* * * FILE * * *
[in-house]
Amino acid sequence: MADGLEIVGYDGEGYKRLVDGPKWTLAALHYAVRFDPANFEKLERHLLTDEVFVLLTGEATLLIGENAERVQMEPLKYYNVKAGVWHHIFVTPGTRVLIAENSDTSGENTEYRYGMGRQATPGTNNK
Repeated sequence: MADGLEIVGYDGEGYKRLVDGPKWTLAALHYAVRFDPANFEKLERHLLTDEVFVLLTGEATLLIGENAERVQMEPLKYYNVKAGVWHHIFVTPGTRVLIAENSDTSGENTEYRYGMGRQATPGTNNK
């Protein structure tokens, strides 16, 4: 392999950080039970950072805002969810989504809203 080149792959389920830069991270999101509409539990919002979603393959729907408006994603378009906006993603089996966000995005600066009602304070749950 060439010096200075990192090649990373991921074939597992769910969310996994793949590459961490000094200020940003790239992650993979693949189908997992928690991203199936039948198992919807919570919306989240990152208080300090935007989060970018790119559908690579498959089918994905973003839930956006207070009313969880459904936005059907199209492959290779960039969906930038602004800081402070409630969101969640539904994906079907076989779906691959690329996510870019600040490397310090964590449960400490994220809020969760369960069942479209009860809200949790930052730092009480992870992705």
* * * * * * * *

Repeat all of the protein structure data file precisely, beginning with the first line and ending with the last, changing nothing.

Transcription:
[in-house]
Amino acid sequence: MADGLEIVGYDGEGYKRLVDGPKWTLAALHYAVRFDPANFEKLERHLLTDEVFVLLTGEATLLIGENAERVQMEPLKYYNVKAGVWHHIFVTPGTRVLIAENSDTSGENTEYRYGMGRQATPGTNNK
Repeated sequence: MADGLEIVGYDGEGYKRLVDGPKWTLAALHYAVRFDPANFEKLERHLLTDEVFVLLTGEATLLIGENAERVQMEPLKYYNVKAGVWHHIFVTPGTRVLIAENSDTSGENTEYRYGMGRQATPGTNNK
């Protein structure tokens, strides 16, 4: 392999950080039970950072805002969810989504809203 080149792959389920830069991270999101509409539990919002979603393959729907408006994603378009906006993603089996966000995005600066009602304070749950 060439010096200075990192090649990373991921074939597992769910969310996994793949590459961490000094200020940003790239992650993979693949189908997992928690991203199936039948198992919807919570919306989240990152208080300090935007989060970018790119559908690579498959089918994905973003839930956006207070009313969880459904936005059907199209492959290779960039969906930038602004800081402070409630969101969640539904994906079907076989779906691959690329996510870019600040490397310090964590449960400490994220809020969760369960069942479209009860809200949790930052730092009480992870992705």